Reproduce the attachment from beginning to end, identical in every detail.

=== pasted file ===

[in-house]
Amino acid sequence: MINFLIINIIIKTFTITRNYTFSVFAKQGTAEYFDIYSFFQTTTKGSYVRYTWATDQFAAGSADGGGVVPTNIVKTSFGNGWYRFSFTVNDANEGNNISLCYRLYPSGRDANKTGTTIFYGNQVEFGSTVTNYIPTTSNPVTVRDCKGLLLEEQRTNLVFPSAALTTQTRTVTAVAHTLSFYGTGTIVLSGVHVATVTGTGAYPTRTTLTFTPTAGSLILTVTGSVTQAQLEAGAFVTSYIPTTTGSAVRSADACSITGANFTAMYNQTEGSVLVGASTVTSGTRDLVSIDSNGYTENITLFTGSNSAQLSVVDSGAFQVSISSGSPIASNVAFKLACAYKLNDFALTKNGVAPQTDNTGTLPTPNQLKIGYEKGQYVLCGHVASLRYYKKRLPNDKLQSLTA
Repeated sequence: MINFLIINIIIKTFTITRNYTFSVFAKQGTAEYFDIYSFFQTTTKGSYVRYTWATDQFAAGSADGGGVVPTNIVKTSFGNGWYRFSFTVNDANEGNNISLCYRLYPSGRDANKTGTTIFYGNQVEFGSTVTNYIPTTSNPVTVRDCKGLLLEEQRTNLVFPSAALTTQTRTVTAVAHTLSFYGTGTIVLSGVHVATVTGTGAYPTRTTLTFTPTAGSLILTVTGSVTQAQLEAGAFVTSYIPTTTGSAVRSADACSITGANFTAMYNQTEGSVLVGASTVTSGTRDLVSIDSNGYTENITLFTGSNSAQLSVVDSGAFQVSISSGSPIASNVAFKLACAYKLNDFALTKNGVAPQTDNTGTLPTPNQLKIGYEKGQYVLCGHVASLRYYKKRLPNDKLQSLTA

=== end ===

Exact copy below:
[in-house]
Amino acid sequence: MINFLIINIIIKTFTITRNYTFSVFAKQGTAEYFDIYSFFQTTTKGSYVRYTWATDQFAAGSADGGGVVPTNIVKTSFGNGWYRFSFTVNDANEGNNISLCYRLYPSGRDANKTGTTIFYGNQVEFGSTVTNYIPTTSNPVTVRDCKGLLLEEQRTNLVFPSAALTTQTRTVTAVAHTLSFYGTGTIVLSGVHVATVTGTGAYPTRTTLTFTPTAGSLILTVTGSVTQAQLEAGAFVTSYIPTTTGSAVRSADACSITGANFTAMYNQTEGSVLVGASTVTSGTRDLVSIDSNGYTENITLFTGSNSAQLSVVDSGAFQVSISSGSPIASNVAFKLACAYKLNDFALTKNGVAPQTDNTGTLPTPNQLKIGYEKGQYVLCGHVASLRYYKKRLPNDKLQSLTA
Repeated sequence: MINFLIINIIIKTFTITRNYTFSVFAKQGTAEYFDIYSFFQTTTKGSYVRYTWATDQFAAGSADGGGVVPTNIVKTSFGNGWYRFSFTVNDANEGNNISLCYRLYPSGRDANKTGTTIFYGNQVEFGSTVTNYIPTTSNPVTVRDCKGLLLEEQRTNLVFPSAALTTQTRTVTAVAHTLSFYGTGTIVLSGVHVATVTGTGAYPTRTTLTFTPTAGSLILTVTGSVTQAQLEAGAFVTSYIPTTTGSAVRSADACSITGANFTAMYNQTEGSVLVGASTVTSGTRDLVSIDSNGYTENITLFTGSNSAQLSVVDSGAFQVSISSGSPIASNVAFKLACAYKLNDFALTKNGVAPQTDNTGTLPTPNQLKIGYEKGQYVLCGHVASLRYYKKRLPNDKLQSLTA